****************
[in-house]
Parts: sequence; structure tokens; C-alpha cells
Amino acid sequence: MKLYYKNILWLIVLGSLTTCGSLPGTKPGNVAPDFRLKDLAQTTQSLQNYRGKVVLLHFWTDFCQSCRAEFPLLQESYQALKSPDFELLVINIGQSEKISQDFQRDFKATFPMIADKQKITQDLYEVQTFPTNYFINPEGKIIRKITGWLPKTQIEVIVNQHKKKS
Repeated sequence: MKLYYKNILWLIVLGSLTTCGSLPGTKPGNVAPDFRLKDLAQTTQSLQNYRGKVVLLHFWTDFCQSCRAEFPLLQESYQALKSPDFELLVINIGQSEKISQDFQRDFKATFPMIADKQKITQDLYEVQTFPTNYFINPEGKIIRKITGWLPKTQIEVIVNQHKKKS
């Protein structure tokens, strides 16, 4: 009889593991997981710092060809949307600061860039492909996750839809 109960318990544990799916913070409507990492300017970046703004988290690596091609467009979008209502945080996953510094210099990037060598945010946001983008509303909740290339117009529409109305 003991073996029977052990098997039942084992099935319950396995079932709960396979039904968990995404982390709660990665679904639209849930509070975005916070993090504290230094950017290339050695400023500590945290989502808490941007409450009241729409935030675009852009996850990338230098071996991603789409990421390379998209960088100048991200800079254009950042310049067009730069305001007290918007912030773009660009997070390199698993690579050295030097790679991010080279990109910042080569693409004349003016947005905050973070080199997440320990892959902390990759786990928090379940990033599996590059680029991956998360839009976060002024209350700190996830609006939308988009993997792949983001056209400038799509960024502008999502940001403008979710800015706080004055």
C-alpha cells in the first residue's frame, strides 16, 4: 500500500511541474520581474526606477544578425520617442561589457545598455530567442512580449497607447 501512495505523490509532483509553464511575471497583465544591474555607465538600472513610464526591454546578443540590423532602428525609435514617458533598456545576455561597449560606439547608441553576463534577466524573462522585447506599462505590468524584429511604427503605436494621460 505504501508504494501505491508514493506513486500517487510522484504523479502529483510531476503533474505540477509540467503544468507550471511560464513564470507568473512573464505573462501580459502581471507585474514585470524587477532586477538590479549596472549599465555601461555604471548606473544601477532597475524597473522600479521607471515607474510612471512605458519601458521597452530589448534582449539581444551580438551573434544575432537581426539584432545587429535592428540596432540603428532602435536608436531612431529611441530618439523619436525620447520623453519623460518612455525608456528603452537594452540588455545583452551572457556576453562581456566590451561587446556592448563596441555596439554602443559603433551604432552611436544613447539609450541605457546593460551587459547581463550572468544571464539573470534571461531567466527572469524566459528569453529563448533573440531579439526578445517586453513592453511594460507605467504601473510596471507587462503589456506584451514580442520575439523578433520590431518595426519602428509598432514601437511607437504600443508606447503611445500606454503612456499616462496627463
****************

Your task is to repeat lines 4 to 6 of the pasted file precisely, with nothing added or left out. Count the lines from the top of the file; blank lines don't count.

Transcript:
Repeated sequence: MKLYYKNILWLIVLGSLTTCGSLPGTKPGNVAPDFRLKDLAQTTQSLQNYRGKVVLLHFWTDFCQSCRAEFPLLQESYQALKSPDFELLVINIGQSEKISQDFQRDFKATFPMIADKQKITQDLYEVQTFPTNYFINPEGKIIRKITGWLPKTQIEVIVNQHKKKS
């Protein structure tokens, strides 16, 4: 009889593991997981710092060809949307600061860039492909996750839809 109960318990544990799916913070409507990492300017970046703004988290690596091609467009979008209502945080996953510094210099990037060598945010946001983008509303909740290339117009529409109305 003991073996029977052990098997039942084992099935319950396995079932709960396979039904968990995404982390709660990665679904639209849930509070975005916070993090504290230094950017290339050695400023500590945290989502808490941007409450009241729409935030675009852009996850990338230098071996991603789409990421390379998209960088100048991200800079254009950042310049067009730069305001007290918007912030773009660009997070390199698993690579050295030097790679991010080279990109910042080569693409004349003016947005905050973070080199997440320990892959902390990759786990928090379940990033599996590059680029991956998360839009976060002024209350700190996830609006939308988009993997792949983001056209400038799509960024502008999502940001403008979710800015706080004055």
C-alpha cells in the first residue's frame, strides 16, 4: 500500500511541474520581474526606477544578425520617442561589457545598455530567442512580449497607447 501512495505523490509532483509553464511575471497583465544591474555607465538600472513610464526591454546578443540590423532602428525609435514617458533598456545576455561597449560606439547608441553576463534577466524573462522585447506599462505590468524584429511604427503605436494621460 505504501508504494501505491508514493506513486500517487510522484504523479502529483510531476503533474505540477509540467503544468507550471511560464513564470507568473512573464505573462501580459502581471507585474514585470524587477532586477538590479549596472549599465555601461555604471548606473544601477532597475524597473522600479521607471515607474510612471512605458519601458521597452530589448534582449539581444551580438551573434544575432537581426539584432545587429535592428540596432540603428532602435536608436531612431529611441530618439523619436525620447520623453519623460518612455525608456528603452537594452540588455545583452551572457556576453562581456566590451561587446556592448563596441555596439554602443559603433551604432552611436544613447539609450541605457546593460551587459547581463550572468544571464539573470534571461531567466527572469524566459528569453529563448533573440531579439526578445517586453513592453511594460507605467504601473510596471507587462503589456506584451514580442520575439523578433520590431518595426519602428509598432514601437511607437504600443508606447503611445500606454503612456499616462496627463